Students 'terrified' they will not be able to find a place to live

Classes are due to start at universities and colleges across the country.

Students in Scotland are “terrified” that they will not be able to find a place to live ahead of starting university, it has been claimed.

Classes are due to begin next week at institutions across the country, with students having taken part in Freshers’ events this month.

Following the easing of the coronavirus pandemic last year, high demand for accommodation saw prices jump amid a shortage of flats available for rent.

It has lead to concerns that those attending university will not be able to find anywhere to live before starting their courses.

NUS Scotland president Ellie Gomersall said that there is a “massive shortage” of accommodation across the country, with cost also providing prohibitive to many.

Research conducted by NUS Scotland found that the average annual rent for students in Scotland is currently around £6,800 for the year.

The maximum amount that students are able to receive from the Scottish Government is £7,750 a year.

“I think what we’re seeing right across all of Scotland is a massive shortage in the amount of quality, affordable housing on offer to students,” Gomersall told STV News.

“As a result, students are really struggling to find somewhere to live and I think the key words there are quality, affordable housing.

“Because actually what we are seeing is there are rooms sitting there but they’re either of such poor quality that students just aren’t able to comfortably live and study from them, or that they are so expensive that they’re just not within the price range that the vast majority of students are able to afford.”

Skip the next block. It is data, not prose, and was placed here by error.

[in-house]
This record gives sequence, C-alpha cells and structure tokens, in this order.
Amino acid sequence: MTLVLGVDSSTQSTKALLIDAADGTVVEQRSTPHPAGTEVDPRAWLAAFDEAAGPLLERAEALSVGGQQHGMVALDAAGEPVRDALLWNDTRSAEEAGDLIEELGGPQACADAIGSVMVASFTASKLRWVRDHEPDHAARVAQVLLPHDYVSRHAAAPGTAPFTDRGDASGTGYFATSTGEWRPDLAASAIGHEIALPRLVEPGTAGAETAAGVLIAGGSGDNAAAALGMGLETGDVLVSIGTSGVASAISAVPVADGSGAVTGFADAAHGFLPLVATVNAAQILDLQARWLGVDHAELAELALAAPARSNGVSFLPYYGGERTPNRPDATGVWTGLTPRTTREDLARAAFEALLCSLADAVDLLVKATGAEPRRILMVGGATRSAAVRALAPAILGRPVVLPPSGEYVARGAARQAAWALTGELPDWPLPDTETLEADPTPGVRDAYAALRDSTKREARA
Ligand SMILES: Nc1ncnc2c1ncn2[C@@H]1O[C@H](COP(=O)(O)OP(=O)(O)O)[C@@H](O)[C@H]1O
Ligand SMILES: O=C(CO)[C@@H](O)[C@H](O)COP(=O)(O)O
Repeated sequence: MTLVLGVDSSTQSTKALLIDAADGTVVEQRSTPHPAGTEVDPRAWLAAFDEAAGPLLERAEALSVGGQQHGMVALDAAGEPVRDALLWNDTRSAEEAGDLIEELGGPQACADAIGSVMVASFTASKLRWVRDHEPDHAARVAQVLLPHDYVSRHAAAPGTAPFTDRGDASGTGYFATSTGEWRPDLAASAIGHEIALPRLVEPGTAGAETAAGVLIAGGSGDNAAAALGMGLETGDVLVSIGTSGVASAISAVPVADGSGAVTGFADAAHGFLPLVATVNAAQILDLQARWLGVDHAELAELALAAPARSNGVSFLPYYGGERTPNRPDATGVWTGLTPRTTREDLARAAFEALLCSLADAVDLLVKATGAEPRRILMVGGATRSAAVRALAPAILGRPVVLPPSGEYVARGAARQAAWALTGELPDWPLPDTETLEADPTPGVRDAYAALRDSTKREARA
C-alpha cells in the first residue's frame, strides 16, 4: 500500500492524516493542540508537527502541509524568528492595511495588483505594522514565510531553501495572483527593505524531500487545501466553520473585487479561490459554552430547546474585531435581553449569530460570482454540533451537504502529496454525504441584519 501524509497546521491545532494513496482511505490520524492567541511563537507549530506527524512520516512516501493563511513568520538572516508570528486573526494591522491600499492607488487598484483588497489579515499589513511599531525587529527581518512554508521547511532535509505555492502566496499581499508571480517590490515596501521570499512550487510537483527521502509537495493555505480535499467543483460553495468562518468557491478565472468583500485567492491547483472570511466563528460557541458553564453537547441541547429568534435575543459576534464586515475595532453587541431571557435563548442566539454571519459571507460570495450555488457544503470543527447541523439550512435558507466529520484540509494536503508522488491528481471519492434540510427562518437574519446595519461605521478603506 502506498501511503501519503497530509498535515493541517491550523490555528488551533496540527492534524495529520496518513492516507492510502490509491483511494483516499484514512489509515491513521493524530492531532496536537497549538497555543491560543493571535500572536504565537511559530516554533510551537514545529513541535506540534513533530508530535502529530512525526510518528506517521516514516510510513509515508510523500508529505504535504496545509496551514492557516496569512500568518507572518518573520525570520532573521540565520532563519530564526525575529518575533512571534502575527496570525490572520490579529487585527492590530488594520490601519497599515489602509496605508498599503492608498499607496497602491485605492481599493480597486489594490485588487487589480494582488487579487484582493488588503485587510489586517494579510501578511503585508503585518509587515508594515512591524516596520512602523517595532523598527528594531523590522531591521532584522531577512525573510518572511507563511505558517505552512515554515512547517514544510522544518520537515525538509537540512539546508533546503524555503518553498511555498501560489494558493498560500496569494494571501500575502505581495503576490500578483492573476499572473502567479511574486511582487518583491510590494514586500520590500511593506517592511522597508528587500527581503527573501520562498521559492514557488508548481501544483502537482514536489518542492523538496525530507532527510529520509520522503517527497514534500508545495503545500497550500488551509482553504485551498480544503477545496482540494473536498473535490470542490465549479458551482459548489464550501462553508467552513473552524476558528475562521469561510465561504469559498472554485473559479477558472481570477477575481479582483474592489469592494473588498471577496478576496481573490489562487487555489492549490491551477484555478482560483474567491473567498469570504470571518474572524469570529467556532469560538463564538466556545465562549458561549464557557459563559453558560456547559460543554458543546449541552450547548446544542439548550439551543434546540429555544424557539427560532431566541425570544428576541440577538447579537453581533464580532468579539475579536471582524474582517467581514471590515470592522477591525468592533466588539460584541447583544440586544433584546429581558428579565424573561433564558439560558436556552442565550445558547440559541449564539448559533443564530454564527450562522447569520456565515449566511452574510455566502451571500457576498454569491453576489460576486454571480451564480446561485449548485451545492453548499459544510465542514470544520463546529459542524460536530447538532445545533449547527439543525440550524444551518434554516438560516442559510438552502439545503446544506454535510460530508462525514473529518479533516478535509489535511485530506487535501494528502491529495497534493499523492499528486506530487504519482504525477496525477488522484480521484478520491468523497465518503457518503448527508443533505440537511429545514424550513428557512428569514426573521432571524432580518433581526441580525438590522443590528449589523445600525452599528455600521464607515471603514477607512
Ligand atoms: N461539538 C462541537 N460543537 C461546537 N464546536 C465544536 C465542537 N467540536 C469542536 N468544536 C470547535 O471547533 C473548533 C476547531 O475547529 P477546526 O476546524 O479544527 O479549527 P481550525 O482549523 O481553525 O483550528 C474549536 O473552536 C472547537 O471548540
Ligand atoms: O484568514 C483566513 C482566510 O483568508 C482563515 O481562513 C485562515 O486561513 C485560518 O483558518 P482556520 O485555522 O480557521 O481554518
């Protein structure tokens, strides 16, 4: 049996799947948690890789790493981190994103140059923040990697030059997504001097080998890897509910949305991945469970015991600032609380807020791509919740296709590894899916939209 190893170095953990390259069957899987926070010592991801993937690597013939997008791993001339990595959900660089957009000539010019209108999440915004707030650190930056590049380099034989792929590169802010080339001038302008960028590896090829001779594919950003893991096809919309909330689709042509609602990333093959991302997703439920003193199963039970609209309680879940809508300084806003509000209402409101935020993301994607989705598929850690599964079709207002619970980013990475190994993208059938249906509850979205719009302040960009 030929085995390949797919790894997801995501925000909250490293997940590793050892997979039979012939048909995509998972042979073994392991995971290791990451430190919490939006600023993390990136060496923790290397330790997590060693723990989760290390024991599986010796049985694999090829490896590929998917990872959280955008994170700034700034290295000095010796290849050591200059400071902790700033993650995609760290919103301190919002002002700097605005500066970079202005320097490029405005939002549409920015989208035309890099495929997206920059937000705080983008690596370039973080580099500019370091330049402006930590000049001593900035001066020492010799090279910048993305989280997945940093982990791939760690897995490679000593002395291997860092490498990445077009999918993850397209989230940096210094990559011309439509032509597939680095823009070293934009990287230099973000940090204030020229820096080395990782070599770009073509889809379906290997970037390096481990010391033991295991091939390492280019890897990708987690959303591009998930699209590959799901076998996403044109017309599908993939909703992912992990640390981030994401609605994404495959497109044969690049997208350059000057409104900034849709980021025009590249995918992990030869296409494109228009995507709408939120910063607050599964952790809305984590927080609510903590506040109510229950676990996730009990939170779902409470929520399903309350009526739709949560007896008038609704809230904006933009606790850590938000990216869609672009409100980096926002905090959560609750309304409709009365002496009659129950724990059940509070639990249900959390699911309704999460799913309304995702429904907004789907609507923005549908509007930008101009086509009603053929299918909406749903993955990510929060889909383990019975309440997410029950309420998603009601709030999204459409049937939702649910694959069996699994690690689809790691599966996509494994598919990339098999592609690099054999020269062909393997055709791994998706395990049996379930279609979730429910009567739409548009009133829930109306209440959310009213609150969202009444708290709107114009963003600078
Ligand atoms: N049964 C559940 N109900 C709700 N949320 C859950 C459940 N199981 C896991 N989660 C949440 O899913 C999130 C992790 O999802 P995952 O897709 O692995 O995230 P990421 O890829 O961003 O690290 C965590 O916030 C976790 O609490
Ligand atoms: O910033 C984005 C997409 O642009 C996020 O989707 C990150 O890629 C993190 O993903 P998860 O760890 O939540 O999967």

Ms Gomersall said that the challenges in finding accommodation has caused worry and anxiety for students.

She said: “We’re hearing stories from students all across Scotland at the moment who are really, really terrified actually that they’re not going to be able to find somewhere to live to be able to go into college or university.

“And it’s such a shame because coming to college or university for the first time should be such an exciting experience, it should be really life-changing actually.

“And at the moment, it’s nothing but stress and worry and anxiety because there just aren’t places to live.

“We’re seeing this in particular in big cities like Glasgow and Edinburgh, and also in St Andrews as well.

“What we’re seeing is some of the universities have increased the number of students they’ve that offered places to, which is brilliant, we love to see more students going to university, but they’ve not increased the amount of quality, affordable accommodation that they are providing, or that’s on offer, in those cities.

“And as a result, students just aren’t being able to find somewhere that they can live.”

The NUS Scotland president said that the financial background of students still has an impact on whether they are able to attend university.

“I think we will see some students who just won’t choose to go into university or college because they just aren’t able to afford it,” she said.

“Our research from last year also showed that a huge number of students, over a third in fact, had considered dropping out because of financial reasons, and I think that’s just absolutely heart-breaking.

“We have free tuition for Scottish students in Scotland for undergraduate degrees, but actually, the system is still so built around being able to afford things like accommodation, commuting to class, things like that, that actually your financial background still does have a huge impact on whether or not you’re able to study.”

Gomersall warned that those from the most deprived areas will be most impacted by the finances required to study.

She said: “What we saw this year is a massive increase in the number of students who were offered places to university from some of those more deprived backgrounds, who wouldn’t ordinarily go to university.

“And that’s brilliant to see, but those students are the ones who are going to be at the highest risk of dropping out because they just can’t afford to stay there.”

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